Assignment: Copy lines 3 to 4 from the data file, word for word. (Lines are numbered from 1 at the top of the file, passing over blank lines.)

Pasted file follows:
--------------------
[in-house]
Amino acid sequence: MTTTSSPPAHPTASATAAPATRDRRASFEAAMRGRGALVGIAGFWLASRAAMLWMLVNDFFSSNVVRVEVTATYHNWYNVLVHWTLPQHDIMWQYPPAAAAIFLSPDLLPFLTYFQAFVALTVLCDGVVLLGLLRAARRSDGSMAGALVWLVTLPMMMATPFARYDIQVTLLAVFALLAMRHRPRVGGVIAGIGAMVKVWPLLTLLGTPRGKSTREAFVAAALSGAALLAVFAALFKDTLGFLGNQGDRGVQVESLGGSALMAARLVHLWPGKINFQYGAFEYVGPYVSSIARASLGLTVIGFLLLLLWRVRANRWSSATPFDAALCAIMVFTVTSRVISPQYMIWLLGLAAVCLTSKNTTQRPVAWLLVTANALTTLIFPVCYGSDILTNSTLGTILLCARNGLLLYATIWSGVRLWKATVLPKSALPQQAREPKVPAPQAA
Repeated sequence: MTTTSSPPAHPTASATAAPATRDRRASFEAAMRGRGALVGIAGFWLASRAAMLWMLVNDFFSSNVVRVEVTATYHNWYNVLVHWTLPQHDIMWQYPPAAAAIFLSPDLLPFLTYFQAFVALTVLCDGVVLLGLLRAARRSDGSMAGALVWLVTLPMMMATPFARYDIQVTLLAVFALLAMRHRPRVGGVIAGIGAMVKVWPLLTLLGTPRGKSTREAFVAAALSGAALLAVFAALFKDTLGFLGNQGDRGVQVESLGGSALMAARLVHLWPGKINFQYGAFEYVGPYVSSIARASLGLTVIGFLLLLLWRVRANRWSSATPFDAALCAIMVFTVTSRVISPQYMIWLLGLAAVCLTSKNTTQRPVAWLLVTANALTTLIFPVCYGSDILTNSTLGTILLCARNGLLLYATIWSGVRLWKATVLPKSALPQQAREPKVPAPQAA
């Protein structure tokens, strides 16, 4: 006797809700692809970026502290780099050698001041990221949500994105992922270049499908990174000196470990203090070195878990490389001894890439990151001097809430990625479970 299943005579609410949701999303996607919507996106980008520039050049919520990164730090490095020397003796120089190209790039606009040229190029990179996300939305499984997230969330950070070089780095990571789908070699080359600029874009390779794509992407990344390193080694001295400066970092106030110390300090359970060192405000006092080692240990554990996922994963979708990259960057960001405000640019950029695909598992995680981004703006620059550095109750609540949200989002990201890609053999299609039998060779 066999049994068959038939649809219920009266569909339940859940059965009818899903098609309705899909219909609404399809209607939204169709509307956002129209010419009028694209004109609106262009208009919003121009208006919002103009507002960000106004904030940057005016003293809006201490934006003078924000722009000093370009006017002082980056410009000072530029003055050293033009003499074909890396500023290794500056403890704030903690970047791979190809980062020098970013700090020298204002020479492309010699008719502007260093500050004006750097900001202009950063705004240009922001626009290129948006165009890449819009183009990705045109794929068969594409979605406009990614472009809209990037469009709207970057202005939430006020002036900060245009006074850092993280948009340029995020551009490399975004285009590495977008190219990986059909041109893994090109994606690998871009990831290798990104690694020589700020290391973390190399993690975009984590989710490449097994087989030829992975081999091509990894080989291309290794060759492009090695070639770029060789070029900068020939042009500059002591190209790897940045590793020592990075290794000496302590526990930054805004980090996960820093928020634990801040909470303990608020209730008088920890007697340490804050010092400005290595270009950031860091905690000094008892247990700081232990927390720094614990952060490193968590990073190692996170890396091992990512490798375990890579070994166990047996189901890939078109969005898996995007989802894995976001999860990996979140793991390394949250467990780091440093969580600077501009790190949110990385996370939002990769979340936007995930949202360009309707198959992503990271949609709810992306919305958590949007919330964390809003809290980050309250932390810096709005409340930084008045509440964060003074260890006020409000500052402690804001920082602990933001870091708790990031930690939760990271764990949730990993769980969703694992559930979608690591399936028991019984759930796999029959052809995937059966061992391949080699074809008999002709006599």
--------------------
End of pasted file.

Repeated sequence: MTTTSSPPAHPTASATAAPATRDRRASFEAAMRGRGALVGIAGFWLASRAAMLWMLVNDFFSSNVVRVEVTATYHNWYNVLVHWTLPQHDIMWQYPPAAAAIFLSPDLLPFLTYFQAFVALTVLCDGVVLLGLLRAARRSDGSMAGALVWLVTLPMMMATPFARYDIQVTLLAVFALLAMRHRPRVGGVIAGIGAMVKVWPLLTLLGTPRGKSTREAFVAAALSGAALLAVFAALFKDTLGFLGNQGDRGVQVESLGGSALMAARLVHLWPGKINFQYGAFEYVGPYVSSIARASLGLTVIGFLLLLLWRVRANRWSSATPFDAALCAIMVFTVTSRVISPQYMIWLLGLAAVCLTSKNTTQRPVAWLLVTANALTTLIFPVCYGSDILTNSTLGTILLCARNGLLLYATIWSGVRLWKATVLPKSALPQQAREPKVPAPQAA
């Protein structure tokens, strides 16, 4: 006797809700692809970026502290780099050698001041990221949500994105992922270049499908990174000196470990203090070195878990490389001894890439990151001097809430990625479970 299943005579609410949701999303996607919507996106980008520039050049919520990164730090490095020397003796120089190209790039606009040229190029990179996300939305499984997230969330950070070089780095990571789908070699080359600029874009390779794509992407990344390193080694001295400066970092106030110390300090359970060192405000006092080692240990554990996922994963979708990259960057960001405000640019950029695909598992995680981004703006620059550095109750609540949200989002990201890609053999299609039998060779 066999049994068959038939649809219920009266569909339940859940059965009818899903098609309705899909219909609404399809209607939204169709509307956002129209010419009028694209004109609106262009208009919003121009208006919002103009507002960000106004904030940057005016003293809006201490934006003078924000722009000093370009006017002082980056410009000072530029003055050293033009003499074909890396500023290794500056403890704030903690970047791979190809980062020098970013700090020298204002020479492309010699008719502007260093500050004006750097900001202009950063705004240009922001626009290129948006165009890449819009183009990705045109794929068969594409979605406009990614472009809209990037469009709207970057202005939430006020002036900060245009006074850092993280948009340029995020551009490399975004285009590495977008190219990986059909041109893994090109994606690998871009990831290798990104690694020589700020290391973390190399993690975009984590989710490449097994087989030829992975081999091509990894080989291309290794060759492009090695070639770029060789070029900068020939042009500059002591190209790897940045590793020592990075290794000496302590526990930054805004980090996960820093928020634990801040909470303990608020209730008088920890007697340490804050010092400005290595270009950031860091905690000094008892247990700081232990927390720094614990952060490193968590990073190692996170890396091992990512490798375990890579070994166990047996189901890939078109969005898996995007989802894995976001999860990996979140793991390394949250467990780091440093969580600077501009790190949110990385996370939002990769979340936007995930949202360009309707198959992503990271949609709810992306919305958590949007919330964390809003809290980050309250932390810096709005409340930084008045509440964060003074260890006020409000500052402690804001920082602990933001870091708790990031930690939760990271764990949730990993769980969703694992559930979608690591399936028991019984759930796999029959052809995937059966061992391949080699074809008999002709006599």